Prof Sharon Peacock
Professor of Public Health and Microbiology
Sharon Peacock is Professor of Public Health and Microbiology in the Department of Medicine; Director of the National Infection Service at Public Health England.
This person is a member of Sanger Institute Alumni.
Sharon graduated in Medicine at Southampton University in 1988. She obtained MRCP during 4 years of post-graduate training in general internal medicine in London, Brighton and Oxford. This was followed by training in clinical microbiology in Oxford, leading to MRCPath in 1997. She was awarded a Wellcome Trust Research Training Fellowship in Microbiology in 1995 to work on host-cell interactions of Staphylococcus aureus, which led to a PhD. She worked as a Senior Lecturer in Clinical Microbiology, University of Oxford between 1998 and 2002, leaving to take up a Wellcome Trust Career Development Award for work conducted in Thailand where she remained until 2009. She became Professor of Clinical Microbiology, University of Cambridge on returning to the UK in 2009 and has Honorary Consultant appointments with the Cambridge University Hospitals NHS Trust and the Health Protection Agency. She maintains a research programme in Thailand on the molecular epidemiology of Leptospira spp., the mechanisms by which people become infected with B. pseudomallei and how this can be prevented, and immunological aspects of melioidosis. This is combined with a UK research programme focused on nosocomial pathogens, with particular emphasis on the clinical utility of cutting edge sequencing technology.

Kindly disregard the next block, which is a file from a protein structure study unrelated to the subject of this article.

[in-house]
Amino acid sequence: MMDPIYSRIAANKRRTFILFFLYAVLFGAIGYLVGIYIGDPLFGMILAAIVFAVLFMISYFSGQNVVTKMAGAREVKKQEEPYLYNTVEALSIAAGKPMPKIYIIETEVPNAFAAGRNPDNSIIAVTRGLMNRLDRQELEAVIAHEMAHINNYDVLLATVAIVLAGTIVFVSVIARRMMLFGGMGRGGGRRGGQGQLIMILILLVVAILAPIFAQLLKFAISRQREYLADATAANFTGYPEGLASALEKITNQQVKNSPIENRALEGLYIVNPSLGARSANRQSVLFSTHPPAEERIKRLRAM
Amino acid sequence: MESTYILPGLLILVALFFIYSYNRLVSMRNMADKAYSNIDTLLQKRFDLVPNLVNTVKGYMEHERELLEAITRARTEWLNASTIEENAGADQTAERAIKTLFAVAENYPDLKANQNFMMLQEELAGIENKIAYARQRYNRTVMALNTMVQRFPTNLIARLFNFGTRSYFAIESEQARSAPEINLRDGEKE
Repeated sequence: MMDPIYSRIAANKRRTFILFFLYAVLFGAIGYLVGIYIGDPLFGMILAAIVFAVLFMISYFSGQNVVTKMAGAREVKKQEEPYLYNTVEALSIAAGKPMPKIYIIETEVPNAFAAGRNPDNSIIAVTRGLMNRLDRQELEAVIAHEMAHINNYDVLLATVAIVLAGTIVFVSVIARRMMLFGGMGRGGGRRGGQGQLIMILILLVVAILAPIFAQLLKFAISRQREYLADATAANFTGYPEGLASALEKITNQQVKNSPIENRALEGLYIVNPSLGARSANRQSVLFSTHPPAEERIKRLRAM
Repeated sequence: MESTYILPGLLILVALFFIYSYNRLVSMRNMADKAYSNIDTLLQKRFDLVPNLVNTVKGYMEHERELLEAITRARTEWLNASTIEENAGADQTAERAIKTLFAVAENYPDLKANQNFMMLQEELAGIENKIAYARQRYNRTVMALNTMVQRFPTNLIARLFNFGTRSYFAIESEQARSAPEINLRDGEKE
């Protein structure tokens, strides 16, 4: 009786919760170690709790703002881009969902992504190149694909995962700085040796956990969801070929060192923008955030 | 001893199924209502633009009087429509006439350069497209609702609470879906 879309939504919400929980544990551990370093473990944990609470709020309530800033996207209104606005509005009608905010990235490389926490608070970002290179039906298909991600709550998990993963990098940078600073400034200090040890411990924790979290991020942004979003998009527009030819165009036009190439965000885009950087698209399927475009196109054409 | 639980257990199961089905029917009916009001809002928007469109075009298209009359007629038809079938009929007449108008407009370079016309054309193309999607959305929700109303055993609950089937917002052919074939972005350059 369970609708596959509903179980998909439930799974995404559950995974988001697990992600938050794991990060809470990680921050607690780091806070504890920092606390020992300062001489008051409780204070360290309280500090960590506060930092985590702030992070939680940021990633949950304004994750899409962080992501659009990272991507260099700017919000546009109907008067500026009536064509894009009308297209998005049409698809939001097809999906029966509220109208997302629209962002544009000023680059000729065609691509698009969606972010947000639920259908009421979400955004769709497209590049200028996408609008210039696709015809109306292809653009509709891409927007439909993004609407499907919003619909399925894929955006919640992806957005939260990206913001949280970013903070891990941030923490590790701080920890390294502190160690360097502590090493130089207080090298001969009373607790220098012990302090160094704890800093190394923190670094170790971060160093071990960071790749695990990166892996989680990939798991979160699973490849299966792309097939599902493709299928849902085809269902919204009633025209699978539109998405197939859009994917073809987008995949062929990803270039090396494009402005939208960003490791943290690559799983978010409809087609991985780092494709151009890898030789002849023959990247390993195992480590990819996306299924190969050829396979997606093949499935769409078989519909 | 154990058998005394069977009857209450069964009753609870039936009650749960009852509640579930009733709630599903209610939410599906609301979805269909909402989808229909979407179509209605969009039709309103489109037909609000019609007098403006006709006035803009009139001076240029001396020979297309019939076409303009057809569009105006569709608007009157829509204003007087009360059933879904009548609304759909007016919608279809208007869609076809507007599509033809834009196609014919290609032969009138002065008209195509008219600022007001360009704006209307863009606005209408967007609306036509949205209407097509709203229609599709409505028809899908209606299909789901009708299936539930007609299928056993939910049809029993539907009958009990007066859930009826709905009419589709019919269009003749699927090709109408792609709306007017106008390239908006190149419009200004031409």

Professor Sharon Peacock had collaborated with teams at the Sanger Institute since 2003, initially on the Burkholderia pseudomallei and Staphylococcus aureus genome projects, and then on the application of expression arrays to the study of melioidosis, genome variation, molecular epidemiology and the clinical application of whole genome sequence typing. She worked most closely with Stephen Bentley and Julian Parkhill (Pathogen Genomics) and Gordon Dougan (Microbial Pathogenesis).